ZIMSEC O Level History Notes: Early Societies (Late Stone Age – Early Iron Age): Rise of Agriculture and Domestication and Rearing of animals
- Rise of Agriculture and Domestication and Rearing of animals
- The use of iron tools led to the rise of agriculture as iron tools made it possible for people to clear large pieces of land and chop down trees
- The tree branches and leaves were turned into compost enabling the new farmers to use the same field for a couple of years.
- This method of farming is called slash and burn and is still in practice in several parts of central and Southern Africa.
- The first crops grown were millet, rapoko and sorghum
- It is of importance to note that “slash and burn is suitable for a small population and with the increase of population the societies started adding various roots, melons and bean crops to the main diet
- Surplus grain was stored for future use.
Domestication of animals
- It was revolutionary similar to the discovery and use of iron.
- The livestock domesticated included cattle, sheep, goats, chicken and dogs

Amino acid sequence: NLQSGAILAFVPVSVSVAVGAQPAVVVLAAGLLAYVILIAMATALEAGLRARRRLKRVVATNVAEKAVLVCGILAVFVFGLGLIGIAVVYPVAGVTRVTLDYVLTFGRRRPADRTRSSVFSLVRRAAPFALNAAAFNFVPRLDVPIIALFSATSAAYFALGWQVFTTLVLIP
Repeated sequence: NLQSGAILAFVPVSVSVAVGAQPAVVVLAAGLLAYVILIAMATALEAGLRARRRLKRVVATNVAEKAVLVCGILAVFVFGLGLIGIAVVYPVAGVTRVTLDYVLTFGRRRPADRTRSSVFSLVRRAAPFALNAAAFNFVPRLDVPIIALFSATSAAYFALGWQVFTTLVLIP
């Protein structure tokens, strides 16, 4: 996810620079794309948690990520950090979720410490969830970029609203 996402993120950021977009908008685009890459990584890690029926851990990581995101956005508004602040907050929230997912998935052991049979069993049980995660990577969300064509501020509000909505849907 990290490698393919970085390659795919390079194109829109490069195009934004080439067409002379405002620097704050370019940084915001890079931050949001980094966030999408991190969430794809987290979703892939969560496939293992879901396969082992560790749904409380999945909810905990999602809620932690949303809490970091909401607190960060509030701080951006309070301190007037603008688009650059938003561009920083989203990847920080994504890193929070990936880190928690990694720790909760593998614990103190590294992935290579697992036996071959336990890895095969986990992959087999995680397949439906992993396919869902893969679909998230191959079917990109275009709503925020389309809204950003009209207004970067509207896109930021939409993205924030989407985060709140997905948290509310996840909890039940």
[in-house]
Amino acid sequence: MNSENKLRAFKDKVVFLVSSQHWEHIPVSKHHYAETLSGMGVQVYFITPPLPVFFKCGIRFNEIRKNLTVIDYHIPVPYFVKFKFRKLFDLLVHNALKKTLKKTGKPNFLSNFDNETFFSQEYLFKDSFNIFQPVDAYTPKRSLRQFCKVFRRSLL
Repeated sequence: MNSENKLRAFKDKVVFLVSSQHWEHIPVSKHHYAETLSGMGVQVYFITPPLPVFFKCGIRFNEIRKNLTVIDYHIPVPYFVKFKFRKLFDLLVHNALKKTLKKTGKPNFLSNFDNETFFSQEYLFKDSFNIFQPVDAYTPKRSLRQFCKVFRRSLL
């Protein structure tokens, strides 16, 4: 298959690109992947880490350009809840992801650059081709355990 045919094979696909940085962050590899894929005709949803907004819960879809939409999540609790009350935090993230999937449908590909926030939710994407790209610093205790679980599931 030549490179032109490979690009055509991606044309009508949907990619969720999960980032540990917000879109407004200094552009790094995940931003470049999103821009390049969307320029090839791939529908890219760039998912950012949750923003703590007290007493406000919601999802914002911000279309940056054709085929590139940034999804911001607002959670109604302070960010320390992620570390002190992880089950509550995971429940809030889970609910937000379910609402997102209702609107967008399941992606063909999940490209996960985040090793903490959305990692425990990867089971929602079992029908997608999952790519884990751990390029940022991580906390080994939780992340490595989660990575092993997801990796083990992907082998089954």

- Two types of cattle reared due to their ability to suit the climatic and ecological conditions of the region
- These were long horned cattle raised in tsetse fly free areas of central Zimbabwe and western half of South Africa
- and short-horned cattle found in the Eastern parts of Zimbabwe, South Africa and Zambia
- The Early Iron Age people also kept fat-tailed sheep
- The Early Iron Age people were also nomads and moved from place to place in search of pastures and water for their animals
- This type of seasonal livestock movements is known as transhumance
- These movements did not involve everyone else but only livestock herders
- Hunting and gathering remained an important part of the economic base of the people
- Livestock keeping had the following advantages:
- Under good conditions they reproduce themselves
- Livestock survive more than grains which may be prone to infestation and grain pests
- Livestock can be killed and consumed at any time of the year and in times of crop failure
- Livestock is herded by young boys, thereby leaving time for arable farming by adults
- They could be used for barter trade
- They provided a variety for diet. i.e. proteins
- Livestock were a symbol of wealth and status
- They could also be used for fine payment and lobola payment
- They provided skins for making bedding, clothes and sinews for bow strings
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